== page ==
Walker: I used to consider you my brother.
Coop: C’mon, you know me, stinker. Do you really think I’m capable of that?
Cordell bristles at the affectionate nickname, but Coop insists he has no interest in hurting Cordi. He admits that he ran after the blast – from his job, his family, his responsibilities. He’s guilty, he says, of being a deserter and letting the people he loved think he was dead, but not of Grey Flag’s crimes.
Cordell: I’ve been blaming myself for your death, for two decades. This is like talking to a ghost.
Coop: You became the man I fell short of. Guess I did that right, got you started on the right path.
Shit, I was even believing him at that point, when he offers Cordell his gun back.
Jared Padalecki acted the hell out of that loaded (ahem) moment; you can see Cordell’s struggle, how much he wants to believe his ‘brother’, see it as a gesture of peace and trust that he’s longed for.
And then Coop knocks him out and cuffs him to the table instead. He pats Cordi and leaves his gun behind next to him though, seemingly at least a little regretful.
I was totally startled when suddenly Cordell wakes up and aims it at Coop’s retreating back.
Coop: I’m not the one you’re after. It’s not your fight, Cordi. It’s something I gotta do on my own. I never wanted you to blame yourself for my death – not then, not now.
Walker lets him go.
Meanwhile, Trey and his partner Lana try to pass the tests that Grey Flag set up for them, preparing for the final one which will have C-4 in the bag. Talk about high stakes!
Lana is on to Trey, realizing he’s not who he says he is. Grey Flag recruited her by promising she and they could make “real change at a grassroots level”, which I still don’t really understand HOW they think they’re doing that. She’s staying now because people who leave and their families pay the price.
Trey trusts her rather quickly, which may not be the best idea. Hope you know what you’re doing, Trey!
Trey helps Lana escape the camp, dropping his notebook in the rush to get her out safely. She makes it to HQ and uses the code word that Trey told her to let Cassie and James know that Trey really did send her to them – and that the Grey Flag leader is headed to the camp tonight. Trey lets the bad guy who saw him help Lana bleed out so he doesn’t tell Grey Flag that Trey is the one who shot him. As a result, Trey makes it to the Elite Squad – but as a medic who’s job was to save people, that must have felt really not good. Then again, he’s been a Ranger for a while now. Seeing him take his hand off that guy’s chest and let him die really hit me though – I appreciate that this show doesn’t shy away from things like that.
All the threads start to come together in the last scene. Cassie and James arrive at the Grey Flag headquarters, and so does the mysterious leader, whose limo pulls up in the dark as they watch through binoculars.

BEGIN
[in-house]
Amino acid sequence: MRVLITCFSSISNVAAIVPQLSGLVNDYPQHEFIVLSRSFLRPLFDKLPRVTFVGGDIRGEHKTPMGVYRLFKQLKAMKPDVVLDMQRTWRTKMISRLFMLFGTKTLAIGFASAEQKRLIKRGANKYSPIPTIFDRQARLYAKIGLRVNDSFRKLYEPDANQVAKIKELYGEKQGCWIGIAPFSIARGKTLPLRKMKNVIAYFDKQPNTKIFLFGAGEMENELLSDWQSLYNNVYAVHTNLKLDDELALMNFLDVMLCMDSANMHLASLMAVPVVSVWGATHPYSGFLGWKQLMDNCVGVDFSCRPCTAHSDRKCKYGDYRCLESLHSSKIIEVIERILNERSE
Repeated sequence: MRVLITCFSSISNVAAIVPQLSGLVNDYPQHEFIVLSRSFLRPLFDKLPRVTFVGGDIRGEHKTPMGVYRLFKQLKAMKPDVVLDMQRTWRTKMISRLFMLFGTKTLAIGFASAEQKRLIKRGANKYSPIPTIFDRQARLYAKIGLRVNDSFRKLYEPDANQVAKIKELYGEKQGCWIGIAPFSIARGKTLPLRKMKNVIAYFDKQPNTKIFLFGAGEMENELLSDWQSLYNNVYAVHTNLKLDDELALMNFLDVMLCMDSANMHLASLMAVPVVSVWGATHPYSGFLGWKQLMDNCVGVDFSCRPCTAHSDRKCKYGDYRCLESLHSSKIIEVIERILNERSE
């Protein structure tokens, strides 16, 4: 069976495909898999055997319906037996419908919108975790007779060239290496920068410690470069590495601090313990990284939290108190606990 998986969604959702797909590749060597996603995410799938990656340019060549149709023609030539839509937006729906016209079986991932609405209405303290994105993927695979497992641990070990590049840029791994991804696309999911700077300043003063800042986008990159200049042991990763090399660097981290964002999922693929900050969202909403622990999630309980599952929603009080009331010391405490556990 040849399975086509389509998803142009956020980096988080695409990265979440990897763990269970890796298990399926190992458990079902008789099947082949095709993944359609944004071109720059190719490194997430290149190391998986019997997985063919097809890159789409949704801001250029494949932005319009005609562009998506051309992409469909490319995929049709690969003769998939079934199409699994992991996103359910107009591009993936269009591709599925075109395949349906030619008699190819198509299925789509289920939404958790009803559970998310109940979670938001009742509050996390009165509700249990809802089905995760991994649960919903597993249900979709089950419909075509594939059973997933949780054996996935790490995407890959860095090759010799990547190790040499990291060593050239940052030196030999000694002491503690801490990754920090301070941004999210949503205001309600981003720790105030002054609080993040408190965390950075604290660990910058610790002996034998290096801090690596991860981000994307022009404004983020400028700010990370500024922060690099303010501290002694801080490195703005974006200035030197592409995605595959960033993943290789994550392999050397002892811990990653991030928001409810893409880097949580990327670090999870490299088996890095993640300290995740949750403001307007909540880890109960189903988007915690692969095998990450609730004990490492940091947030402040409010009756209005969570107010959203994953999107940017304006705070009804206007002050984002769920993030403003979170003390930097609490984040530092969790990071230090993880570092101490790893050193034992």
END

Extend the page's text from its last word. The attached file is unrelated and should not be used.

And, of course, it’s Kevin.
Kevin to Trey: Happy you chose the right team.
Me: Damn it, Jake Abel!
Of course, that little exchange could mean a lot of things. Or do I just not want to give up entirely on Kevin? Either way, I cannot wait for the next episode! Who is Kevin really and how is he connected to Coop???
This was a strong episode, with great performances by Jared Padalecki and David B. Meadows as men who were once brothers and still clearly have a bond, but are now torn apart, with lots of pain and anger under that bridge. Coop seems to be heading off on a suicide mission, and I don’t think Walker is ready to let him go – again. But he hurt many people very badly, including Cordell – and I’m guessing maybe Kevin too. We’ll see!
A new episode of Walker airs tomorrow on the CW!
Caps by raloria/spndeangirl
You can read Jared Padalecki’s thoughts on
fandom (along with the other Supernatural
actors) in Family Don’t End With Blood and
There’ll Be Peace When You Are Done –
links and info at:
One thought on “Walker Confronts The Man Who Was His Brother in “The Deserters””
There are a lot of people on some of the sites I check out that don’t trust Kevin or Julia.
Definitely a case of if it’s too good to be true it probably is mentality.
Jake Abel plays that -could be good or not- character very well. Definitely comes across as an opportunist if nothing else but I have to admit I wasn’t surprised when he showed up at the end. I think his character is too young to be the original leader.
The next few episodes are looking good although I’m not sure what’s going to happen to the show ( or Walker Independence) which probably makes it a real challenge to write ( and act in).